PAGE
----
How to become an allied health professional

If you're thinking about a career as an allied health professional (AHP), you need to know the entry routes and the education and training needed. Let us help!

The education and training needed to become an AHP will depend on the profession. What they all have in common is that they all need at least a degree-level education, either through university or degree apprenticeship. . 

Applying to become an AHP

The main route to becoming an AHP is an undergraduate or postgraduate degree approved by the Health and Care Professions Council (HCPC) or the General Osteopathic Council (GOsC) for osteopaths.

Degree apprenticeship

You can also train for some AHP roles through a degree apprenticeship. This involves working and studying at degree level at the same time. They typically last 4 years and combine academic study with practical, paid employment.  Universities and employers offering apprenticeships will usually expect you to attend an interview.

Entry requirements

You are likely to need at least two (usually three) A-levels or equivalent qualifications at level 3, such as a T level or BTEC, plus supporting GCSEs. Entry requirements can vary between universities and employers so always speak to those you wish to attend.

Courses often specify specific subjects, such as at least one science subject, but this varies between professions and courses. 

Financial support while studying at university

Depending on the profession you are studying, you could be entitled to receive at least £5,000 a year towards your studies while at university. Your personal circumstances may mean you could receive more. The good news is that you won't have to pay a penny back. 

Your application

Entry can be competitive so always look to really build a strong personal statement. You'll need to demonstrate that you have found out about the role and understand what the work involves. 

Relevant experience in any healthcare setting is useful but if you can gain it in an AHP setting, so much the better. Work experience placements can be difficult to find, so alternatives would be to shadow an AHP or talk to one about their role.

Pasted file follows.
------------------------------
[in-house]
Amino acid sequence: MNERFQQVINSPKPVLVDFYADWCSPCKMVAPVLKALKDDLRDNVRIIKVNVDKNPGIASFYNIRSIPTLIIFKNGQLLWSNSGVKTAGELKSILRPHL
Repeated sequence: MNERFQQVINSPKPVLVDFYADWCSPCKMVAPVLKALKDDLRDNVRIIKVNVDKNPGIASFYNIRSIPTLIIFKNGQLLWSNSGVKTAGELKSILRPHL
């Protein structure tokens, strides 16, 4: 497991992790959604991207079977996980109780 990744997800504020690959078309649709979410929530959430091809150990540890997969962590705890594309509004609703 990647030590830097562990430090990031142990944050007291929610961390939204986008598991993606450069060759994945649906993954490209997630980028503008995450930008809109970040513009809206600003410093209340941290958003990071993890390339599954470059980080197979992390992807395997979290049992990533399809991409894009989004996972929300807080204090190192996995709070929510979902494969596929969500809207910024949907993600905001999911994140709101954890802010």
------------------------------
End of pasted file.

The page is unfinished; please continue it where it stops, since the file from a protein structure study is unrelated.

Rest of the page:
You’ll be asked to show how you think the NHS values would apply in your everyday work. 

Your AHP training

Your university training will last between two and five years depending on the role and the course. It'll combine university study with practical experience in community settings as well as hospitals. 

Courses vary in their content, the way they are structured, and how they are taught and assessed. The facilities available and amount of support and supervision may also differ from course to course. Find out more by looking at university websites and prospectuses, attending university open days and contacting admissions staff. 

You'll also be supported while you study. Find out more.

What happens after you have qualified?

After you have passed your course or degree apprenticeship, you must register with the HCPC or GOsC for osteopaths.

You may become a full member of a professional body such as the Royal College of Occupational TherapistsInstitute of Osteopathy or Chartered Society of Physiotherapy. You can find jobs advertised in their journals or on their websites as well as in NHS Jobs.

You could work in a range of settings and progress up the career ladder. You’ll need some initial experience in a more generalist role, but after awhile you might be able to specialise in an area that interests you. For example, physiotherapists can specialise in sports injuries, and speech and language therapists can focus on people with specific learning difficulties. 

You'll have to maintain certain standards in your profession through continuing professional development (CPD).

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